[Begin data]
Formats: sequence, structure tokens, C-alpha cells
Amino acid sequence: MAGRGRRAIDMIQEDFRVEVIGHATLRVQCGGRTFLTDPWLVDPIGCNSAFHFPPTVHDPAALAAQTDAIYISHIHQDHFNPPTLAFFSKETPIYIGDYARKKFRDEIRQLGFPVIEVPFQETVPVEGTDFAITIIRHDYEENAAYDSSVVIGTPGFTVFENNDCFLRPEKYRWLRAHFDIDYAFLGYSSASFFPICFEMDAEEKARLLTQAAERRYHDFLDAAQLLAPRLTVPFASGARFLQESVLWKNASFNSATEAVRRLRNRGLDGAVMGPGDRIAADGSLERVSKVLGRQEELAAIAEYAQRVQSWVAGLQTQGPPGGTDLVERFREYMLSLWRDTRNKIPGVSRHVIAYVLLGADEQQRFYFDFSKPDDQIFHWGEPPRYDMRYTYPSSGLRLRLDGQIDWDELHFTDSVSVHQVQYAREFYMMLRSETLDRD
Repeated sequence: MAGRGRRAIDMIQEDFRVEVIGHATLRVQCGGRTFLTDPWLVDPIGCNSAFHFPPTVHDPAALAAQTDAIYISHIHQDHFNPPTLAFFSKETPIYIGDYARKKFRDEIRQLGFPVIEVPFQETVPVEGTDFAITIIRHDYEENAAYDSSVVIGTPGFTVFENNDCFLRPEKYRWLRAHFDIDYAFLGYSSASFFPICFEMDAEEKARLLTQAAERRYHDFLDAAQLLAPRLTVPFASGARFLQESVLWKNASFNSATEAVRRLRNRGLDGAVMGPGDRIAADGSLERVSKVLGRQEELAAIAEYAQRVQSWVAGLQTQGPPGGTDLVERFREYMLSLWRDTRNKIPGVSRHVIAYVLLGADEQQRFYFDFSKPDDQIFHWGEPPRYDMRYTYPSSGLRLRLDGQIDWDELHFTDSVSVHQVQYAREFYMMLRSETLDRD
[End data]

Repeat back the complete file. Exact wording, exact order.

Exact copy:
Formats: sequence, structure tokens, C-alpha cells
Amino acid sequence: MAGRGRRAIDMIQEDFRVEVIGHATLRVQCGGRTFLTDPWLVDPIGCNSAFHFPPTVHDPAALAAQTDAIYISHIHQDHFNPPTLAFFSKETPIYIGDYARKKFRDEIRQLGFPVIEVPFQETVPVEGTDFAITIIRHDYEENAAYDSSVVIGTPGFTVFENNDCFLRPEKYRWLRAHFDIDYAFLGYSSASFFPICFEMDAEEKARLLTQAAERRYHDFLDAAQLLAPRLTVPFASGARFLQESVLWKNASFNSATEAVRRLRNRGLDGAVMGPGDRIAADGSLERVSKVLGRQEELAAIAEYAQRVQSWVAGLQTQGPPGGTDLVERFREYMLSLWRDTRNKIPGVSRHVIAYVLLGADEQQRFYFDFSKPDDQIFHWGEPPRYDMRYTYPSSGLRLRLDGQIDWDELHFTDSVSVHQVQYAREFYMMLRSETLDRD
Repeated sequence: MAGRGRRAIDMIQEDFRVEVIGHATLRVQCGGRTFLTDPWLVDPIGCNSAFHFPPTVHDPAALAAQTDAIYISHIHQDHFNPPTLAFFSKETPIYIGDYARKKFRDEIRQLGFPVIEVPFQETVPVEGTDFAITIIRHDYEENAAYDSSVVIGTPGFTVFENNDCFLRPEKYRWLRAHFDIDYAFLGYSSASFFPICFEMDAEEKARLLTQAAERRYHDFLDAAQLLAPRLTVPFASGARFLQESVLWKNASFNSATEAVRRLRNRGLDGAVMGPGDRIAADGSLERVSKVLGRQEELAAIAEYAQRVQSWVAGLQTQGPPGGTDLVERFREYMLSLWRDTRNKIPGVSRHVIAYVLLGADEQQRFYFDFSKPDDQIFHWGEPPRYDMRYTYPSSGLRLRLDGQIDWDELHFTDSVSVHQVQYAREFYMMLRSETLDRD